NaPoWriMo 2022 Day 17

Image

Thank you and shoutout to Tamas Pap for making this photo available for free on Unsplash. This photo isn’t exactly the way that Carmen looked, but she had a similar coloring. She was really a sweet girl.

The daily prompt was different today. It was a prompt developed by the comic artist Lynda Barry, and it asked us to think about dogs you have known, seen, or heard about, and then use them as a springboard into wherever they take you.

I made Trace do it with me because I think it’s always good to write. Also, this prompt was so specific and timed that even those who don’t love writing (is that even a thing?!) could do it. I’d love to read your dog writings.

Don’t be off put by the time. You can half the time and get just as good a result. In fact, this is what I did with Trace. Here is your chance to experience NaPoWriMo for yourself and to do something more than scrolling on your phone.

Here are the instructions:

Set up a a 5-10-minute timer and briefly list as many dogs as you can think of. These can be childhood pets and just dogs you came across one day and never saw again. List as many dogs as you can, but try to get to at least ten.

Underline the one dog you're not surprised to see in the list—the obvious dog (because the dog was your first pet, or a family favorite, or one you just saw right before you began the exercise).

Circle the dog that surprised you--the one you didn't remember until you began the exercise.

Set up a 10-15-minute timer and write, to begin with, about that dog. Don't stop writing. Tell where you were, what you were doing.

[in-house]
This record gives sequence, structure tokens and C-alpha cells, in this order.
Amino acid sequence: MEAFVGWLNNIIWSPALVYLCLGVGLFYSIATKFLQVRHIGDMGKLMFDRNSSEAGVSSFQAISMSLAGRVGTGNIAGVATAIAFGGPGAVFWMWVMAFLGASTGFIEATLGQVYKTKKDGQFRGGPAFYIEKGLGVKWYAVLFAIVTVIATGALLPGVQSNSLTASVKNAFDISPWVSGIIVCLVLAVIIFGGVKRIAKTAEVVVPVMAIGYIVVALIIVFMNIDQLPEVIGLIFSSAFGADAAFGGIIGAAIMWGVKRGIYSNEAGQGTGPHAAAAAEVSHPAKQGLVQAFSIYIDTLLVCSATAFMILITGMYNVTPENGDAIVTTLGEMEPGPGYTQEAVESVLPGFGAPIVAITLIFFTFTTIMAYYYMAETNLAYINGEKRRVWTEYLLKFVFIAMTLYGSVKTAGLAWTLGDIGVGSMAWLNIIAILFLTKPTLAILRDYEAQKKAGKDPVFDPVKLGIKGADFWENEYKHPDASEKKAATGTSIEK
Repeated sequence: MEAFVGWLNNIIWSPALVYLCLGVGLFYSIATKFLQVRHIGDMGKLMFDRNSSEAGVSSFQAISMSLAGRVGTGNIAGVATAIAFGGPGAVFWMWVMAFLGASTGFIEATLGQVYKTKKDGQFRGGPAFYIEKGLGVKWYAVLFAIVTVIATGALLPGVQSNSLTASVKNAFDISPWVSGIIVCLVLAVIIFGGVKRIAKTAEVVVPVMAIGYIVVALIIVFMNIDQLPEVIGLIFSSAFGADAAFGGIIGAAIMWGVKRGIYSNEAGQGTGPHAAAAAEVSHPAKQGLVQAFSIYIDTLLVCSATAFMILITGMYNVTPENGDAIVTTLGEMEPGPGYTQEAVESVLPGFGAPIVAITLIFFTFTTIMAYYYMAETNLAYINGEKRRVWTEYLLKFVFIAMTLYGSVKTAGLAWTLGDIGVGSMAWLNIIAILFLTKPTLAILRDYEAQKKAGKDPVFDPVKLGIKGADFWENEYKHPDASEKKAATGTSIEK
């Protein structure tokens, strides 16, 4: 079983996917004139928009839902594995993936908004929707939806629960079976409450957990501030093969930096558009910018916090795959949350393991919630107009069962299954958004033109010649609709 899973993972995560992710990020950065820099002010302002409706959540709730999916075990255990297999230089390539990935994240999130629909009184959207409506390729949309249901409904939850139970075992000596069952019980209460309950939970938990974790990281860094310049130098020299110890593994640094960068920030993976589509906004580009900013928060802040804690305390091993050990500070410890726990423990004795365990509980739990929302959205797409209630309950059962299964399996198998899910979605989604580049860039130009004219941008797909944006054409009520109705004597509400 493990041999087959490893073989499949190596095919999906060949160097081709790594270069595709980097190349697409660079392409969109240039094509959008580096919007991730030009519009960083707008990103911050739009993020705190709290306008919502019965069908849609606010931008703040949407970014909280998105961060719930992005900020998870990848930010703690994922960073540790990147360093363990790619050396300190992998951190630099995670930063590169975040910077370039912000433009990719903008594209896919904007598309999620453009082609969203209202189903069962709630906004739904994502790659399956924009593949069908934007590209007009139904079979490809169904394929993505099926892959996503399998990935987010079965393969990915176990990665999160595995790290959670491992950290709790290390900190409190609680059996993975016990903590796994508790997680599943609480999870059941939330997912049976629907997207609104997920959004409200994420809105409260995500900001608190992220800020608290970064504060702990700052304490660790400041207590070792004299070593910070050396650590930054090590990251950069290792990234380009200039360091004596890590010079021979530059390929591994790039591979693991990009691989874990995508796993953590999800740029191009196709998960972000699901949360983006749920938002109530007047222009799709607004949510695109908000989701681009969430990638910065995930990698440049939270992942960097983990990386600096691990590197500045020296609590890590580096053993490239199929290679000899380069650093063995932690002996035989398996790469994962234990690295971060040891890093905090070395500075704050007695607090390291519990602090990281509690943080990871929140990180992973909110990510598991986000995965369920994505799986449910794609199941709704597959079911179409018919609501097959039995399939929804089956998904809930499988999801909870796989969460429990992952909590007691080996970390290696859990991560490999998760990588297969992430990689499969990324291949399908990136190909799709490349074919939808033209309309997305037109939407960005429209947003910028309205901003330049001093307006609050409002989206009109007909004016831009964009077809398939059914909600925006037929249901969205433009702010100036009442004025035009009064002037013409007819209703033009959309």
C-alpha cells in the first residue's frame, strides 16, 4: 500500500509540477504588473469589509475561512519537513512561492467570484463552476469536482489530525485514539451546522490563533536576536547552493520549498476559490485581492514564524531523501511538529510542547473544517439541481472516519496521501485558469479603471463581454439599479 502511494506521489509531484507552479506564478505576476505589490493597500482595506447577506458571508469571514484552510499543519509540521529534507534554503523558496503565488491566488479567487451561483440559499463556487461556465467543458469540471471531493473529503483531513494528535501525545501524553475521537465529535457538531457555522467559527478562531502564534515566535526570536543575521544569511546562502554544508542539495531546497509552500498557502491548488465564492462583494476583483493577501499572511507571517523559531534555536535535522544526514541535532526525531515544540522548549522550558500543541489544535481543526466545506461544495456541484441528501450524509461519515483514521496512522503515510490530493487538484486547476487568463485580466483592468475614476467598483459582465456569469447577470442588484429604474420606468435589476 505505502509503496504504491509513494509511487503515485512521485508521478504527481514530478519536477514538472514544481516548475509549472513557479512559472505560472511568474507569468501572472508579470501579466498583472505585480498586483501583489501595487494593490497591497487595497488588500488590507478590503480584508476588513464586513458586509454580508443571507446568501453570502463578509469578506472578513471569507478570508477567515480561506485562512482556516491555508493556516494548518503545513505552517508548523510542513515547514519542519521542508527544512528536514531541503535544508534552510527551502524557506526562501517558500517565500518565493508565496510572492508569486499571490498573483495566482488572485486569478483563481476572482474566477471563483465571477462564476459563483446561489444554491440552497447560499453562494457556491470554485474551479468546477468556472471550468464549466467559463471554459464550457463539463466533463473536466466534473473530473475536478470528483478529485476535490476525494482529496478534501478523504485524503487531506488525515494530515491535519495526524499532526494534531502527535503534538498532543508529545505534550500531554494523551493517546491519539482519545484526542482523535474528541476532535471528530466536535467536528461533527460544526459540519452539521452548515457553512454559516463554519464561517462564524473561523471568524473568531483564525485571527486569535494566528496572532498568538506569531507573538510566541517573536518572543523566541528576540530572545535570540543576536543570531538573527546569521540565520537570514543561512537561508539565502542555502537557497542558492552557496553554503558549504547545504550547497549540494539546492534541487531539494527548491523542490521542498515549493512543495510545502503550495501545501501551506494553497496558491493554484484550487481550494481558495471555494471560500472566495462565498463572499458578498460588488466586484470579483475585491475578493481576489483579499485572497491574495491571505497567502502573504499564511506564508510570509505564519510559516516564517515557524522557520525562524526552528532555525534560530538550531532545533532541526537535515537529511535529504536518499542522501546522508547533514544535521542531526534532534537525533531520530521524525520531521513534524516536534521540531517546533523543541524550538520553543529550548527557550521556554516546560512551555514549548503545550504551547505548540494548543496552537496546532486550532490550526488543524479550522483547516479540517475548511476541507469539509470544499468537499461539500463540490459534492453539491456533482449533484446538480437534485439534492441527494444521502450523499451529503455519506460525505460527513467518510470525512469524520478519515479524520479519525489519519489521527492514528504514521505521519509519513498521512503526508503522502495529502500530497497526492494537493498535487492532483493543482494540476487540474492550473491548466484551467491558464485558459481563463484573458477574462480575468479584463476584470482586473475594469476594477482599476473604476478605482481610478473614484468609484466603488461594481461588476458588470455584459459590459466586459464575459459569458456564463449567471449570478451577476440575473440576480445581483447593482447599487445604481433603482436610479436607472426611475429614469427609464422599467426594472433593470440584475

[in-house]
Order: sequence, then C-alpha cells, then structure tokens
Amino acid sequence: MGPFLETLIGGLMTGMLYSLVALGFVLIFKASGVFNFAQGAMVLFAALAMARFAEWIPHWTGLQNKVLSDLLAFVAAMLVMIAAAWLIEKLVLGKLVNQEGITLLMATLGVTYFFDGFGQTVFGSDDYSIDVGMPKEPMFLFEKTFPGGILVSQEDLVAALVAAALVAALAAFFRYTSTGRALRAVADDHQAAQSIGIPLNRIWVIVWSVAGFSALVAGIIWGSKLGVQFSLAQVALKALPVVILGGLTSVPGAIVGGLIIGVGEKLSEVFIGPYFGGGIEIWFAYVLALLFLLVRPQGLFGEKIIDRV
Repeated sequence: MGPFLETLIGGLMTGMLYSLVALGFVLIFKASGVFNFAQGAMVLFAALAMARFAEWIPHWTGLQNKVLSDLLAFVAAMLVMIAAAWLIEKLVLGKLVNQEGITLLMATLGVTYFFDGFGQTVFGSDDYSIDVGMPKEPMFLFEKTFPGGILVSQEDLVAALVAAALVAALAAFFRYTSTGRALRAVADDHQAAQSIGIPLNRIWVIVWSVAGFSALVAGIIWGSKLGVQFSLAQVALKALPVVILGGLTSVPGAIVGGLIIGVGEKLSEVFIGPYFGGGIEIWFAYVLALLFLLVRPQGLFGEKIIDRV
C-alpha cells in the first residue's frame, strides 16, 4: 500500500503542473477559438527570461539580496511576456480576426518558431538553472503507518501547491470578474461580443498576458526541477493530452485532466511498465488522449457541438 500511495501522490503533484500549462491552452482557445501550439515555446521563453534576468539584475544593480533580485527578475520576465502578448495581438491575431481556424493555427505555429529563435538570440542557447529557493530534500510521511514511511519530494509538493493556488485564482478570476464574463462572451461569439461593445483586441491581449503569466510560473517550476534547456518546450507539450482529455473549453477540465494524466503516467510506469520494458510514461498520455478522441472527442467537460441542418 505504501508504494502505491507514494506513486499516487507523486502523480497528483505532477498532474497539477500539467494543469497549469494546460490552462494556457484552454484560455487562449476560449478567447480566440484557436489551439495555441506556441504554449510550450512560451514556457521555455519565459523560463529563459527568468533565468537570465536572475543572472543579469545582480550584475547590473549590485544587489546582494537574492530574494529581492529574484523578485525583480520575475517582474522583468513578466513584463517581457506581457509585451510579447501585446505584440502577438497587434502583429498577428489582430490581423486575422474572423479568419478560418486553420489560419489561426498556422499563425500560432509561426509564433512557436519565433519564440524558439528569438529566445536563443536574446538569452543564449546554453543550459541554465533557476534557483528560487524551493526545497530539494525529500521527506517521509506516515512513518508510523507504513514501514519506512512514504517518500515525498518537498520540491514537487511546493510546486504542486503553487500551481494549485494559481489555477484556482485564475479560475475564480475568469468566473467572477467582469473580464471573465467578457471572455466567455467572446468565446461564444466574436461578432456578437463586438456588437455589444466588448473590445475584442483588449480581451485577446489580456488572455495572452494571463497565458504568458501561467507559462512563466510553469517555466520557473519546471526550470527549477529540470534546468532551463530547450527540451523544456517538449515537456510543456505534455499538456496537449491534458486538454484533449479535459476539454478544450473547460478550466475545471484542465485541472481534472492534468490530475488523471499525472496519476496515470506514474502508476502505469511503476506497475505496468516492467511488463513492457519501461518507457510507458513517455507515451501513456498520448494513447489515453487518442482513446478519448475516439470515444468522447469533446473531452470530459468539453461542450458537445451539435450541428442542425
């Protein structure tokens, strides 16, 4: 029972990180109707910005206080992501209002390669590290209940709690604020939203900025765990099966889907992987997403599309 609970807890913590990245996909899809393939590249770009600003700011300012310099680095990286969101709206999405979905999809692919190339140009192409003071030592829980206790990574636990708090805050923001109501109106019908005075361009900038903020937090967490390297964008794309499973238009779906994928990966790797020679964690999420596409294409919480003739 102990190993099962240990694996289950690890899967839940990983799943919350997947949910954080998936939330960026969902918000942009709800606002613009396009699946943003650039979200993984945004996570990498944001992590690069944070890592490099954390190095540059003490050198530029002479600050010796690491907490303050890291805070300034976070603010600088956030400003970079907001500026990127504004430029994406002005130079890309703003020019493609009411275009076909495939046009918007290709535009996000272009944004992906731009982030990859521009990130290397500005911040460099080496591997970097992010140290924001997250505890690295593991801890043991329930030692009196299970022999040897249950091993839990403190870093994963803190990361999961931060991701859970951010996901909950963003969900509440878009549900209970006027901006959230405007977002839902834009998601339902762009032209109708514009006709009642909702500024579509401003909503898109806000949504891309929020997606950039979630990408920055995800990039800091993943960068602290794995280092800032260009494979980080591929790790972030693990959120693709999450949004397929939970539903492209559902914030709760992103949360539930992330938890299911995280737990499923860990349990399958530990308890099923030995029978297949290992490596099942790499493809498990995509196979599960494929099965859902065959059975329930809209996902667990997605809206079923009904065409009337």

Write about the dog but also around the dog. What else was going on? Let the writing take you where it wants to take you.

I hope you give it a try. Mine is below, and I post it with a Trigger Warning.

A Tragic Tale in Three Parts

I. The Prologue

Sometimes the ones
we love the most
get hurt the worst
by our own foolishness.

Carmen was such a pretty girl.
Caramel colored little pup—Vizsla-like(no wonder I loved her)
We all loved her, even mom,
and she never loved any dog
after our perfect Pepper passed.
But Carmen wasn’t our dog,
she was yours, and I think
you loved her most of all.

II. The Story

The night was dark and rainy
(Don’t most tragedies begin here?)
The street was mostly deserted.

Most would say
being downtown Detroit
at 2 am
in a souped up car
on deserted streets
is foolishness,
pure and simple.
Every one knows
the underworld
comes alive
at 2 am.

The gall
and puffed up pride
it takes
to believe you’ll be fine
where others weren’t
is enough to blind
or to get you blinded
or to get you blindsided.

You never saw them coming.

How could you not see them coming?

When you saw the car
with darkened windows
pull up behind you,
what did you think?

Hit the gas!
Drive away!

But, no.

Six guys got out
and you thought
you would be ok.
How could you?

III. The Epilogue

In the end, your face was unrecognizable,
but Carmen,
Poor Carmen—
She paid with her life.

—cjpjordan